Tolstoy’s wife Sophia and their daughter Alexandra
A poor woman had a daughter by the name of Másha. Másha went in the morning to fetch water, and saw at the door something wrapped in rags. When she touched the rags, there came from it the sound of “Ooah, ooah, ooah!” Másha bent down and saw that it was a tiny, red-skinned baby. It was crying aloud: “Ooah, ooah!”
Másha took it into her arms and carried it into the house, and gave it milk with a spoon. Her mother said:
“What have you brought?”
“A baby. I found it at our door.”
The mother said:
“We are poor as it is; we have nothing to feed the baby with; I will go to the chief and tell him to take the baby.”
Másha began to cry, and said:
“Mother, the child will not eat much; leave it here! See what red, wrinkled little hands and fingers it has!”
Her mother looked at them, and she felt pity for the child. She did not take the baby away. Másha fed and swathed the child, and sang songs to it, when it went to sleep.
A peasant once went to the gardener’s, to steal cucumbers. He crept up to the cucumbers, and thought:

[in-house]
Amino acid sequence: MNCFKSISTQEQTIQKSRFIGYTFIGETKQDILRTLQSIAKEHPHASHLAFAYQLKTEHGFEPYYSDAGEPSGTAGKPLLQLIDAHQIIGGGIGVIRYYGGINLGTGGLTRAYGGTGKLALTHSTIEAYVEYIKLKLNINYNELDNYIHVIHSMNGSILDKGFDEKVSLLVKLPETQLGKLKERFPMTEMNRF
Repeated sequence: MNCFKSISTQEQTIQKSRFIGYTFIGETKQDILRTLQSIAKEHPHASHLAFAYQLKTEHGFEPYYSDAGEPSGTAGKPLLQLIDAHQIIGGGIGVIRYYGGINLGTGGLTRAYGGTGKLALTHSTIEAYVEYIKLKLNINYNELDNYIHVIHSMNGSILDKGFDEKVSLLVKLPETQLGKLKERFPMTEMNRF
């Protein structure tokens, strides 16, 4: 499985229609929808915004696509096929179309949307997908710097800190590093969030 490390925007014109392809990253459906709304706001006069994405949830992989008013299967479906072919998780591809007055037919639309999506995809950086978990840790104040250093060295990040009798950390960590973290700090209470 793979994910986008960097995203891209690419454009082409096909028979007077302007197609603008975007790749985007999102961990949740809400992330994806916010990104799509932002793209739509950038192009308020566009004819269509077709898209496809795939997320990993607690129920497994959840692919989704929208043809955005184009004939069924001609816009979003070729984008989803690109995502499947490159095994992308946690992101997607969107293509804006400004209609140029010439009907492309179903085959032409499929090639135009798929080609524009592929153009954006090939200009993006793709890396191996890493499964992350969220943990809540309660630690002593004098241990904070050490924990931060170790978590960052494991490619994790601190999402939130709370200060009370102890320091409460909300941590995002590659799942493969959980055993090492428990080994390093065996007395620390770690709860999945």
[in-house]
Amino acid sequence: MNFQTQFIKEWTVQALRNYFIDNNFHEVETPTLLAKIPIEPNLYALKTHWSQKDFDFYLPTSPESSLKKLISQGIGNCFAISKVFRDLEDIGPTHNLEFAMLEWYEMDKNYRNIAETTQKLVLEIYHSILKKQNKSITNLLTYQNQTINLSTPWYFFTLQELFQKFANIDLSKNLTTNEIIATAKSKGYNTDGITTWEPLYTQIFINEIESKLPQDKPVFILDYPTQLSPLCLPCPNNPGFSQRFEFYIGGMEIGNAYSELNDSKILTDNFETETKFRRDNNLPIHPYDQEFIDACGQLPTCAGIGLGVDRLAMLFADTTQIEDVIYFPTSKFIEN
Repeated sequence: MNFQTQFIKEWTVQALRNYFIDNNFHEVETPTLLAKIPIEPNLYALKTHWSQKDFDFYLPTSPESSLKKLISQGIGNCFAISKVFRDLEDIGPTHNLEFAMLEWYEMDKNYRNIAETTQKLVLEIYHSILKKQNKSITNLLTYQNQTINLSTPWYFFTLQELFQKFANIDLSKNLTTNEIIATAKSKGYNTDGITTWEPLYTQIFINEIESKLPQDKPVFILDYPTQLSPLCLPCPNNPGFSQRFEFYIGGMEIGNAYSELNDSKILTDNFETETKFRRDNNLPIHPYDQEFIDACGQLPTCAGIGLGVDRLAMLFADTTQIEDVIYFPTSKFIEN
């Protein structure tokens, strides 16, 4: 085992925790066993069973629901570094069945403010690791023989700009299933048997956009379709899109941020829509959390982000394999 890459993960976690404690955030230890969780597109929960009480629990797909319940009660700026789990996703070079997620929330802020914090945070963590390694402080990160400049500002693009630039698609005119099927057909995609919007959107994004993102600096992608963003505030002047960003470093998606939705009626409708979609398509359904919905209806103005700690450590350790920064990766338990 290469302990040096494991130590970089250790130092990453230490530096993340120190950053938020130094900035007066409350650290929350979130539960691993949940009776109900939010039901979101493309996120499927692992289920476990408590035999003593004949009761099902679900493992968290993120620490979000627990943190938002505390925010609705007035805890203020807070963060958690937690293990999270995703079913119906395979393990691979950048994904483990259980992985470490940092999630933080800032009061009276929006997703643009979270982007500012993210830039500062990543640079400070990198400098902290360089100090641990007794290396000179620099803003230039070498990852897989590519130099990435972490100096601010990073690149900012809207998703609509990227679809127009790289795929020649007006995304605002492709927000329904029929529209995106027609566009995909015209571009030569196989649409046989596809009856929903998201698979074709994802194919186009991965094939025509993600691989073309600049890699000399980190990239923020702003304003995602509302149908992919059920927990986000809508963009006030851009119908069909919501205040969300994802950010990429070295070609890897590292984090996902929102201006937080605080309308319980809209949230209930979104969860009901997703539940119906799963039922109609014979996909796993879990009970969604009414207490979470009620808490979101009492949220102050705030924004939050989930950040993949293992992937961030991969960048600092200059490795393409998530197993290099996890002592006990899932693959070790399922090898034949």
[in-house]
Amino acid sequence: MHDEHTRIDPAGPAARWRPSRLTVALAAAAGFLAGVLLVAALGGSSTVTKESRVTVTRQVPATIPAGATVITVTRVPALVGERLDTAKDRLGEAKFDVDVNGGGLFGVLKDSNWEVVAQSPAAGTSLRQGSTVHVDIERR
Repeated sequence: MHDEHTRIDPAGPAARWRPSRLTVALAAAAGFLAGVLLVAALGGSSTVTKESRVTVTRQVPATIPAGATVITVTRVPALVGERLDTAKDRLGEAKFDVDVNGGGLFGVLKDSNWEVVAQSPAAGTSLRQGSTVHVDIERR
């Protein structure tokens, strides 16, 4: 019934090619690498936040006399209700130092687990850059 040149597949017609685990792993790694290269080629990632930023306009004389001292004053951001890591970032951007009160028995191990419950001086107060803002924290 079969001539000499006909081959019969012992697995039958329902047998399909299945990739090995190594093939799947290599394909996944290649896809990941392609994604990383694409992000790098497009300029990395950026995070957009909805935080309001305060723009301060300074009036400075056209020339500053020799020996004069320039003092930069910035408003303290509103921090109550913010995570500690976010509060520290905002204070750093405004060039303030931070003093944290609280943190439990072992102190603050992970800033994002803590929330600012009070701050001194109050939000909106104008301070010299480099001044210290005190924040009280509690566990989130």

“I will carry off a bag of cucumbers, which I will sell; with the money I will buy a hen. The hen will lay eggs, hatch them, and raise a lot of chicks. I will feed the chicks and sell them; then I will buy me a young sow, and she will bear a lot of pigs. I will sell the pigs, and buy me a mare; the mare will foal me some colts. I will raise the colts, and sell them. I will buy me a house, and start a garden. In the garden I will sow cucumbers, and will not let them be stolen, but will keep a sharp watch on them. I will hire watchmen, and put them in the cucumber patch, while I myself will come on them, unawares, and shout: ‘Oh, there, keep a sharp lookout!’”
And this he shouted as loud as he could. The watchmen heard it, and they rushed out and beat the peasant.
During harvest-time the men and women went out to work. In the village were left only the old and the very young. In one hut there remained a grandmother with her three grandchildren.
The grandmother made a fire in the oven, and lay down to rest herself. Flies kept alighting on her and biting her. She covered her head with a towel and fell asleep. One of the grandchildren, Másha (she was three years old), opened the oven, scraped some coals into a potsherd, and went into the vestibule. In the vestibule lay sheaves: the women were getting them bound.
Másha brought the coals, put them under the sheaves, and began to blow. When the straw caught fire, she was glad; she went into the hut and took her brother Kiryúsha by the arm (he was a year and a half old, and had just learned to walk), and brought him out, and said to him:
“See, Kiryúsha, what a fire I have kindled.”